In a new lawsuit filed the first week of January, a group of women has added to the allegations of sexual abuse against the Institute in Basic Life Principles (IBLP) and its former leader Bill Gothard. In October, five women sued the ministry, known for its youth training programs and support of Christian homeschooling, for mishandling sexual abuse complaints against Gothard. A judge dismissed the lawsuit in December, but gave the plaintiffs the opportunity to refile. The new complaint includes 10 plaintiffs and a new allegation that Gothard raped one of the women, according to The Washington Post.
Gothard, 81, resigned as president of IBLP last year after the accusations against him surfaced. He has repeatedly denied that he committed any sexual wrongdoing, and he rejected the most recent allegations in the new lawsuit in comments published yesterday in The Washington Post.
“The allegations are exaggerated, distorted or false. However, I believe they were motivated by my lack of agape love toward them,” Gothard previously told WORLD, saying he sometimes gave special attention to some women and not others.
IBLP responded to the lawsuit with a statement welcoming the legal process.
“The Institute takes very seriously any allegations of this nature, and above all else, is interested in determining the truth,” the statement said. “We therefore welcome the structure and integrity of the court process as a means for determining the truth with respect to these allegations.”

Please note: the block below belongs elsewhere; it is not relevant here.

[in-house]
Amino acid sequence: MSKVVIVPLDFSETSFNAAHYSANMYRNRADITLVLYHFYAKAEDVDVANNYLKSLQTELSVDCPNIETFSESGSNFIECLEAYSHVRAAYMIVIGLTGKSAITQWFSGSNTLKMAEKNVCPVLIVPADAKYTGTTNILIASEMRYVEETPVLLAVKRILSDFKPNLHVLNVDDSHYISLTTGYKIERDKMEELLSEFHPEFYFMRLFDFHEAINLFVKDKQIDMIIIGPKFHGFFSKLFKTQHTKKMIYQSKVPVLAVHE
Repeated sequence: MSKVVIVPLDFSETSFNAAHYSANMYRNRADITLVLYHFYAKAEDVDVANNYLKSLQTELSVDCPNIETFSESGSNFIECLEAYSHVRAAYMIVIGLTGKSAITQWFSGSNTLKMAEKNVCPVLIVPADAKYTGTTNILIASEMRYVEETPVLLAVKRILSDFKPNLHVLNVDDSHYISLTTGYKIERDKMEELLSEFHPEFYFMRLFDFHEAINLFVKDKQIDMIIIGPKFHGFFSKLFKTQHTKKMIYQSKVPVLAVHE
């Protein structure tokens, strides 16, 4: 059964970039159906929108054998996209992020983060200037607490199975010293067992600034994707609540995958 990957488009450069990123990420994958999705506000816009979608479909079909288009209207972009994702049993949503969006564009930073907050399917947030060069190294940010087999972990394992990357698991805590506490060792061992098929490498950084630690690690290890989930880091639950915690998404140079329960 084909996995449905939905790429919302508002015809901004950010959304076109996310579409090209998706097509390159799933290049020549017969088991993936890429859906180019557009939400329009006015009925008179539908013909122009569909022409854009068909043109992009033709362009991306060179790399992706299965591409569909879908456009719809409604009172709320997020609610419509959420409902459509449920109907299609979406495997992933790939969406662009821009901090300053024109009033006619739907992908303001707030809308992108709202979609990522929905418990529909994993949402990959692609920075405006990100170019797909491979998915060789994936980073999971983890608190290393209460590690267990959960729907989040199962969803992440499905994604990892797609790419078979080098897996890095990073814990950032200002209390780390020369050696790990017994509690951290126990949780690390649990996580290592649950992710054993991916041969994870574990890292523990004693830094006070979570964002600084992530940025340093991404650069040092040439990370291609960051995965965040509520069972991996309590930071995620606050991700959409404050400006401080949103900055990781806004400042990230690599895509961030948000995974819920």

According to Kari Underwood, founder of the Recovering Grace website, more than 30 women identified by name have recounted troubling interactions with Gothard that add up to a pattern of sexual harassment and abuse. Until recently, none of them had suggested sexual intercourse occurred during any of the encounters.
Last year, IBLP commissioned an investigation into Gothard’s actions. It concluded Gothard did not commit any criminal wrongdoing, but showed “a lack of discretion and failure to follow Christ’s example of being blameless and above reproach.” The plaintiffs’ attorney, who is the son of the man who conducted the investigation for IBLP, called the findings a sham, and Recovering Grace said IBLP was “choosing self-preservation, ignoring the abuse and broken lives left by a predatory leader.”
— by Lynde Langdon